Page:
The Expert Generalist: Why the Future Belongs to Polymaths

from Medium

Some of history’s greatest contributions have come from polymaths.

Aristotle practically invented half a dozen fields of study across philosophy. Galileo was as much a physicist as he was an engineer when he helped kick-start the scientific revolution. Da Vinci might have been even more famous as an inventor than an artist if his notebooks were ever published.

Even in the last 100 years, we have had people like John Von Neumann and Herbert Simon who have made breakthrough advances across fields as diverse as computer science, economics, and psychology.

That is, of course, not to detract from the specialists who have pushed our progress forward. In fact, until now, these specialists have far outnumbered the polymaths in both their historical ranks and their contributions.

After all, it takes a lot of time to master the depths of a specific field so that you can eventually add something that pushes it ahead. From this point of view, it makes sense that polymaths have been as scarce as they have been.

More here.

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One Comment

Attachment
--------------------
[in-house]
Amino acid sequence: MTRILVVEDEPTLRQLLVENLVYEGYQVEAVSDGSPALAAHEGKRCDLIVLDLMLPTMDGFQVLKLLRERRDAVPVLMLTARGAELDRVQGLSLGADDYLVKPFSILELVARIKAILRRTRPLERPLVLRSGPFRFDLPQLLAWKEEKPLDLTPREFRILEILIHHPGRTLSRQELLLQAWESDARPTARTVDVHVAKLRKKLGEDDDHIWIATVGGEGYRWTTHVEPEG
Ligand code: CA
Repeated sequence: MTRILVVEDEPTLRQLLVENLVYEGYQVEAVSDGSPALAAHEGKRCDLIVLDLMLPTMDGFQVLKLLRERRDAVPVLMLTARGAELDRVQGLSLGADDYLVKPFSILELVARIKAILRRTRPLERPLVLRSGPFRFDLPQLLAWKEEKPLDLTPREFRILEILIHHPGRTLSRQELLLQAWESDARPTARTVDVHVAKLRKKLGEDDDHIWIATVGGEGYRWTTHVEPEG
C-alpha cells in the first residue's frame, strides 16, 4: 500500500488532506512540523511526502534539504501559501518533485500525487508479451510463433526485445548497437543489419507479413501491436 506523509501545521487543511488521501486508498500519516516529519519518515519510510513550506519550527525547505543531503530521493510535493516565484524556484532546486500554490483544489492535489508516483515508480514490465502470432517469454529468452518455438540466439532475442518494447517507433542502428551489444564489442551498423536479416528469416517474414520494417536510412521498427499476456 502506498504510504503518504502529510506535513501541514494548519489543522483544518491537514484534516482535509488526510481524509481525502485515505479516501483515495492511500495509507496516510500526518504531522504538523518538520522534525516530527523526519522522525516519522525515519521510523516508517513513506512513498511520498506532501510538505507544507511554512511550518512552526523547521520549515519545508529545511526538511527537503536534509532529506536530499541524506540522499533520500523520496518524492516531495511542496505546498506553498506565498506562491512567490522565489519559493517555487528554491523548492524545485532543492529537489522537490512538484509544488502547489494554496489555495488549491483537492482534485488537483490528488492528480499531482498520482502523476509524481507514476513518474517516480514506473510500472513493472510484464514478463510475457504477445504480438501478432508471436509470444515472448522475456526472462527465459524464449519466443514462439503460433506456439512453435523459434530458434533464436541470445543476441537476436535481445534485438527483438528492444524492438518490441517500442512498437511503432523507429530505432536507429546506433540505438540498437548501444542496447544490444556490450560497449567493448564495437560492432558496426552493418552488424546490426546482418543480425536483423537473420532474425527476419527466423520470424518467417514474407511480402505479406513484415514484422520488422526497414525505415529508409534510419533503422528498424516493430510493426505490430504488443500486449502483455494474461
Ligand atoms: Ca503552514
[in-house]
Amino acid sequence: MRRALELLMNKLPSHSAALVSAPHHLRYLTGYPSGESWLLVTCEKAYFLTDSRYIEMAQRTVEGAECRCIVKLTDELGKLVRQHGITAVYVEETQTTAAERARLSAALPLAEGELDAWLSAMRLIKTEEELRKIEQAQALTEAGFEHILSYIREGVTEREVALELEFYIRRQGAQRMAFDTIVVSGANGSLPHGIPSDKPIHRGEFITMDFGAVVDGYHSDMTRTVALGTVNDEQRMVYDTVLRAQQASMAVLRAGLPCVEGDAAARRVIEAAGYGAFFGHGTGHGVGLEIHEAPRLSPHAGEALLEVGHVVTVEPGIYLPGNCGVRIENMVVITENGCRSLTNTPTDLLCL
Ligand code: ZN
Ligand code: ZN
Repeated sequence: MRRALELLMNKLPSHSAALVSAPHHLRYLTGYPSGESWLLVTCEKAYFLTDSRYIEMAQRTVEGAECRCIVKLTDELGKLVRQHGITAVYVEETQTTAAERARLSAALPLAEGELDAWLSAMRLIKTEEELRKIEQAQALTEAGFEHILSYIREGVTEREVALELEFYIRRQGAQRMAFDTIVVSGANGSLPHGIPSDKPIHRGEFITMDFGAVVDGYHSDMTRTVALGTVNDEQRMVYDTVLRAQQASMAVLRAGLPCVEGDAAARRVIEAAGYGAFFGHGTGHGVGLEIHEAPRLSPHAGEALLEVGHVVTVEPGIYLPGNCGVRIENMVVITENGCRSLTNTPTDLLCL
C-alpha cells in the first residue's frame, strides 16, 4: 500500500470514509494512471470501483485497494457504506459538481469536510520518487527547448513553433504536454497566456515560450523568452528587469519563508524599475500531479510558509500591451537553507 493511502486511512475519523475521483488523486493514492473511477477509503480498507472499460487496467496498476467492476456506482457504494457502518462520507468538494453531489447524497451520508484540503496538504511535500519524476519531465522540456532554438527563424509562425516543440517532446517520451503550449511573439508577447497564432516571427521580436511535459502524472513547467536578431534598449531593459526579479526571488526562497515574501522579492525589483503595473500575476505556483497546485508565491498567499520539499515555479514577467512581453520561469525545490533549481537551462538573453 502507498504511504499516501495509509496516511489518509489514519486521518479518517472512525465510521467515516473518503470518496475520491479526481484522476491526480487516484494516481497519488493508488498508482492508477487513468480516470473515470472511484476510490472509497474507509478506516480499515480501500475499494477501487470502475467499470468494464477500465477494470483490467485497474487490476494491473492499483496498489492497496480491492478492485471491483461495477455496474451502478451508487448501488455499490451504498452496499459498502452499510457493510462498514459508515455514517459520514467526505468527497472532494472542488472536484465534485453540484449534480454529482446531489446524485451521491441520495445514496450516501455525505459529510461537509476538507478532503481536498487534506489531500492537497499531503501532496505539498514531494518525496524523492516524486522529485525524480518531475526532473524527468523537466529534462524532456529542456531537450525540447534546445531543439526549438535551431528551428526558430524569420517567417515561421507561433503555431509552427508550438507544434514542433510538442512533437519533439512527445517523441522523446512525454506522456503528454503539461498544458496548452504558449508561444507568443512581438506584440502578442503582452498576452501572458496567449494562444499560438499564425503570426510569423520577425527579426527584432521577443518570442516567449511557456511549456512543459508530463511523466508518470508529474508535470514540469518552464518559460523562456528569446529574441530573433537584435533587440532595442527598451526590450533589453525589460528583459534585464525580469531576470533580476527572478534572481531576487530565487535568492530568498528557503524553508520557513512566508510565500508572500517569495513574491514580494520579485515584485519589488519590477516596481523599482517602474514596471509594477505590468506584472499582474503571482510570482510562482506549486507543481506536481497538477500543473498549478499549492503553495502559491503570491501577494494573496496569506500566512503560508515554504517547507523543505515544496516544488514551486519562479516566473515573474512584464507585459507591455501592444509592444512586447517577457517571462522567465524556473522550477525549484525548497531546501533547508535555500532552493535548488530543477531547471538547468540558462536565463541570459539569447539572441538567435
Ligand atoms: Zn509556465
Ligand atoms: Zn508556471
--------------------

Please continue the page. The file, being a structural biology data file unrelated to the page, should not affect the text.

1. Considering that certain fields of study and academic disciplines have been being cultivated for thousands of years, if one intends to make any significant contribution or advancement to a specific field it requires the utmost education and practice of that respective science. Such people who do so frequently have doctorates in their field and are celebrated by their peers, and rightly so. However, the article in references provides a different perspective on such matters. It states that polymaths are actually better disposed to learning and producing that and individual who specialized in a specific discipline. Of course, the word polymath conjures images in the mind of the geniuses of history, such as Aristotle or Leonardo Da Vinci. These men were geniuses and would probably qualify for the highest academic accolades in a variety of fields, even by modern standards. Success is certainly obtainable to men like them. Nonetheless, according to the article, genius is not necessarily a prerequisite for being a polymath. Limiting yourself to one type of science will make the mind accustomed to understanding forms of that science, but it will be less adaptable to others. For example, a lifelong linguist may master the grammar and paradigms of say Latin, and then will easily recognize these patterns in other romance languages and learn them all the easier. However, when they apply themselves to say, mathematics, they will be less malleable to its laws than a primary school student. Whereas a polymath from an early age will have better cognitive abilities than most because of the variety of learning they undertake to themselves, even if he or she cannot claim master over any individual subject or discipline. Such ability (and well-rounded education) will allow the polymath to ply their skills to a variety of career paths and will never want for job opportunities. Consequently, the future will be dominated by polymaths.

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